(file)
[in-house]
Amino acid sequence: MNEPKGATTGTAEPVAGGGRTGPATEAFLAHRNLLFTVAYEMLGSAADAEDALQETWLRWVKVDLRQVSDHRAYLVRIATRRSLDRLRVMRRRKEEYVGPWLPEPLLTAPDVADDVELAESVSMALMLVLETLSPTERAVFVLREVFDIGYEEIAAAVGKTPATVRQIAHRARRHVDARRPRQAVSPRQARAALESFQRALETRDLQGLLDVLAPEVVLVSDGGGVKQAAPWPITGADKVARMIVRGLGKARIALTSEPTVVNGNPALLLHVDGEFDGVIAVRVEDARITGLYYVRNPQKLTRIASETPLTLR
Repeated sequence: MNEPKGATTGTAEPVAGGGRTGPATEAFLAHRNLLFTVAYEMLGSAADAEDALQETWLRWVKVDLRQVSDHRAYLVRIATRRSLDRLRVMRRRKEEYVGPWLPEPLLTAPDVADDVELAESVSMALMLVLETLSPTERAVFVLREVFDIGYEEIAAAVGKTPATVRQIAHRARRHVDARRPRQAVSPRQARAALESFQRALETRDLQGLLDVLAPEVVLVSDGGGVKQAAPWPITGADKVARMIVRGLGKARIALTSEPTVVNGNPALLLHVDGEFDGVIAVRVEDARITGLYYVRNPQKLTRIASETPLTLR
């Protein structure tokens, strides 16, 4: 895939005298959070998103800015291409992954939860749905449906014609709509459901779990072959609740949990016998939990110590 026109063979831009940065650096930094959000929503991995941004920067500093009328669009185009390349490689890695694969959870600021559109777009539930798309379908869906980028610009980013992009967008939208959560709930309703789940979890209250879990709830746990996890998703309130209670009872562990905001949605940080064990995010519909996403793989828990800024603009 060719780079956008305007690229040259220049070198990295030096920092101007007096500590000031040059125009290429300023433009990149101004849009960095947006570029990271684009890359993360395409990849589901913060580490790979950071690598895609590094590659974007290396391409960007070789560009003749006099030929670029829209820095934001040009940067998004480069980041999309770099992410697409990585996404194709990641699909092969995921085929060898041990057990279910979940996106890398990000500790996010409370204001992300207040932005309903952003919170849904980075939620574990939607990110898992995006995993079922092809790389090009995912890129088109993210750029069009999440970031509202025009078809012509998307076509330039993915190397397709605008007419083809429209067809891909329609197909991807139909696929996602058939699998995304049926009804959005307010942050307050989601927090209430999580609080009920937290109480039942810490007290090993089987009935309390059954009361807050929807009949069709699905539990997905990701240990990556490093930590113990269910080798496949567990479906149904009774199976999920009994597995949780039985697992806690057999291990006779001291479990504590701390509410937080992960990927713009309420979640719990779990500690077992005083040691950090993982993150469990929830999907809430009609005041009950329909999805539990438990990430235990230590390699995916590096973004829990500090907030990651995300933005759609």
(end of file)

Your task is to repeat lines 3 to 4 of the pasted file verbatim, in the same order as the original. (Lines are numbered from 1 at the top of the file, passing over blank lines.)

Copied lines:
Repeated sequence: MNEPKGATTGTAEPVAGGGRTGPATEAFLAHRNLLFTVAYEMLGSAADAEDALQETWLRWVKVDLRQVSDHRAYLVRIATRRSLDRLRVMRRRKEEYVGPWLPEPLLTAPDVADDVELAESVSMALMLVLETLSPTERAVFVLREVFDIGYEEIAAAVGKTPATVRQIAHRARRHVDARRPRQAVSPRQARAALESFQRALETRDLQGLLDVLAPEVVLVSDGGGVKQAAPWPITGADKVARMIVRGLGKARIALTSEPTVVNGNPALLLHVDGEFDGVIAVRVEDARITGLYYVRNPQKLTRIASETPLTLR
């Protein structure tokens, strides 16, 4: 895939005298959070998103800015291409992954939860749905449906014609709509459901779990072959609740949990016998939990110590 026109063979831009940065650096930094959000929503991995941004920067500093009328669009185009390349490689890695694969959870600021559109777009539930798309379908869906980028610009980013992009967008939208959560709930309703789940979890209250879990709830746990996890998703309130209670009872562990905001949605940080064990995010519909996403793989828990800024603009 060719780079956008305007690229040259220049070198990295030096920092101007007096500590000031040059125009290429300023433009990149101004849009960095947006570029990271684009890359993360395409990849589901913060580490790979950071690598895609590094590659974007290396391409960007070789560009003749006099030929670029829209820095934001040009940067998004480069980041999309770099992410697409990585996404194709990641699909092969995921085929060898041990057990279910979940996106890398990000500790996010409370204001992300207040932005309903952003919170849904980075939620574990939607990110898992995006995993079922092809790389090009995912890129088109993210750029069009999440970031509202025009078809012509998307076509330039993915190397397709605008007419083809429209067809891909329609197909991807139909696929996602058939699998995304049926009804959005307010942050307050989601927090209430999580609080009920937290109480039942810490007290090993089987009935309390059954009361807050929807009949069709699905539990997905990701240990990556490093930590113990269910080798496949567990479906149904009774199976999920009994597995949780039985697992806690057999291990006779001291479990504590701390509410937080992960990927713009309420979640719990779990500690077992005083040691950090993982993150469990929830999907809430009609005041009950329909999805539990438990990430235990230590390699995916590096973004829990500090907030990651995300933005759609």